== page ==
Oct 16, 2015

Scott Walker's Pres Campaign Was a Fraud, and It Blew Up

Scott Walker's 70-day clusterfrack

It wasn't prescient to predict in February Scott Walker's campaign for the presidency was a fraud, not a serious campaign.

This was obvious.

Worse are today's reports Walker even screwed up his spend-thrift, tax payer-financed trips down the rabbit hole.

Notes top news pieces today on Walker:

  • How Scott Walker spent $90,000 a day to lose an election (Johnson, Washington Post)
  • Fiscal Conservative Scott Walker Spent Like a Drunken Sailor, Put Kids on Payroll
  • Reckless spending on exorbitant salaries killed the Walker campaign (Catanese, U.S. News and World Report)
  • Scott Walker faces tough task in repaying presidential campaign debts (Stein, Milwaukee Journal-Sentinel)

"Given that Walker's campaign lasted just 70 days — from July 13 to Sept. 21," how did Scott Walker manage to spend $90,000 a day, the Post's Jenna Johnson asks.

Johnson's answer is instructive to Walker's delusions of grandeur and inflated sense of entitlement:

For Walker money went toward a payroll of more than 80, generous paychecks for top staffers, dozens of consultants and vendors who were paid tens of thousands of dollars, and elaborately staged campaign events. For a candidate who bragged on the campaign trail about finding deals at Kohl's and packing sack lunches to save money, the reports show that the campaign spent lavishly even as fundraising dollars began to disappear.

The campaign's payroll for those three months totaled nearly $2 million in salaries, taxes and benefits. Additionally, the campaign engaged dozens of consultants and vendors who were collectively paid more than $800,000. Walker's campaign was known for paying more than many of its rivals, and at least 20 employees were paid at least $30,000 in less than three months.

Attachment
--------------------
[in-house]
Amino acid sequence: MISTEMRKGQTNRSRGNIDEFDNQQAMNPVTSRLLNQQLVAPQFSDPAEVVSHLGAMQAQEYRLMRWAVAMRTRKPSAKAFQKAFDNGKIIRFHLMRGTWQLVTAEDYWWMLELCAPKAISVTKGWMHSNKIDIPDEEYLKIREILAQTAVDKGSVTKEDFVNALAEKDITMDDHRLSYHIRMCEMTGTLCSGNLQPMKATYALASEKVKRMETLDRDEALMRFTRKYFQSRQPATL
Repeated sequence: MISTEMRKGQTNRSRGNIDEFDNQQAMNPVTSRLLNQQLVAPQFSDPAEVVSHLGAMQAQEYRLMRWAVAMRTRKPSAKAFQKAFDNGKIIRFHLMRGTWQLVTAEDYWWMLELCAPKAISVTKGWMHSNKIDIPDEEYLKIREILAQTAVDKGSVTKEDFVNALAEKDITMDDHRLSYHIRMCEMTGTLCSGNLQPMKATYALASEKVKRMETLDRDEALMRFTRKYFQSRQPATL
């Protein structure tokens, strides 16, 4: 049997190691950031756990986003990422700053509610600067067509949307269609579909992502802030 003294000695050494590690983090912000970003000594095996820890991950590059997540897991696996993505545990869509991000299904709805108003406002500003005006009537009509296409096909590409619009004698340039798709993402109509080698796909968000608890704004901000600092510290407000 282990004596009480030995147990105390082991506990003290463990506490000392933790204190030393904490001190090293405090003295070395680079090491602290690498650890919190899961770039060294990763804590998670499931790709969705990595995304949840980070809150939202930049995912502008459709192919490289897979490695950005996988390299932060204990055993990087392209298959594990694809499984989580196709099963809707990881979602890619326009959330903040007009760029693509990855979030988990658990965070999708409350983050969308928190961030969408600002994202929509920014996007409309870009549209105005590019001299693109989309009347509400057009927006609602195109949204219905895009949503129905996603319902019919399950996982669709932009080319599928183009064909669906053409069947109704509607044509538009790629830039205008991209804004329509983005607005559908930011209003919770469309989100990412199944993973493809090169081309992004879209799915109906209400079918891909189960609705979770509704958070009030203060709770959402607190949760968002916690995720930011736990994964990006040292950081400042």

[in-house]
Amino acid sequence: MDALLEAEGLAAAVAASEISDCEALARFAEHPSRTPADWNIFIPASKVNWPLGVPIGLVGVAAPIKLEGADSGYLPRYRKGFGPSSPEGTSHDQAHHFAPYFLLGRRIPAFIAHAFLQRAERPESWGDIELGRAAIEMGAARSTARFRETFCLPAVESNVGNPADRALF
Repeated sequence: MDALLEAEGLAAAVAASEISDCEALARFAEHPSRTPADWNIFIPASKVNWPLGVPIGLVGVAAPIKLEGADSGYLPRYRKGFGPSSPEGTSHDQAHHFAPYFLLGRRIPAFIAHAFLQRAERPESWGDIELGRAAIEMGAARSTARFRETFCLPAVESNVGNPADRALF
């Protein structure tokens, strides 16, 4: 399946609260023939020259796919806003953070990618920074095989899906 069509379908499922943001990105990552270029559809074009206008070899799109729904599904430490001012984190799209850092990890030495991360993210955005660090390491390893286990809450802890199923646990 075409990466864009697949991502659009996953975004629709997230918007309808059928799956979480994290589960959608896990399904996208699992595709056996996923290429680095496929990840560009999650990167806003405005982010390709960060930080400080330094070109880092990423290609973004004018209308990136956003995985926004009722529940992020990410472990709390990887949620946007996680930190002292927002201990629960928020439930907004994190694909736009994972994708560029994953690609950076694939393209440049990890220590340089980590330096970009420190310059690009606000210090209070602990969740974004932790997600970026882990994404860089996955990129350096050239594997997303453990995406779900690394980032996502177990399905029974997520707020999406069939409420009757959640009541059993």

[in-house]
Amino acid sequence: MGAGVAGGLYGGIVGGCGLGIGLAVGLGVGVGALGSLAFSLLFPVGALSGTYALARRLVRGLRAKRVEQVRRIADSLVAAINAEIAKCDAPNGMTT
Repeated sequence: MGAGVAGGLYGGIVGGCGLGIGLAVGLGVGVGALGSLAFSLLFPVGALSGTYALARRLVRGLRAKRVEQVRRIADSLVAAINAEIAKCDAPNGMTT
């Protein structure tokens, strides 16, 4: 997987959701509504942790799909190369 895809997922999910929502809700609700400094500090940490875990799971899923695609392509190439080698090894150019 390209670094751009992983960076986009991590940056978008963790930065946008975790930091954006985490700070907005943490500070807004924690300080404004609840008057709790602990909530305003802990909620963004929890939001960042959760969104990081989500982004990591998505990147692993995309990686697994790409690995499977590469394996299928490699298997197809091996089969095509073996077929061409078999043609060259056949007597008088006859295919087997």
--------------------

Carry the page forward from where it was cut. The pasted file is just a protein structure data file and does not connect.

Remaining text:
Walker's two college-age sons, Matt and Alex Walker, were both on the payroll but were among the least-compensated staff members, making less than $5,000 each. Five employees earned more than $50,000 in salary and benefits during that three-month period: Campaign manager Rick Wiley received nearly $52,000. Political director Matt Mason, $61,000. Communication director Kirsten Kukowski, more than $58,000. Treasurer Kate Lind, $57,730. General counsel Jonathan Waclawski, $57,600.

The campaign also spent hundreds of thousands of dollars setting up campaign stops and fundraisers. Even simple town-hall events in small towns featuring a stage, bright lights, a backdrop of flags and a sound system playing music. The campaign paid more than $126,000 to one firm alone, D.C.-based Harbinger LLC, to provide 'event production consulting.' The campaign would use video and photos from these events on Walker's social media platforms, on the campaign Web site and in promotional materials. The campaign had a full-time photographer on staff and also spent more than $100,000 on video production services. 

As Walker blows a hole in Wisconsin's budget deficit, perhaps even Walker has a new tag line: Unaccountable.

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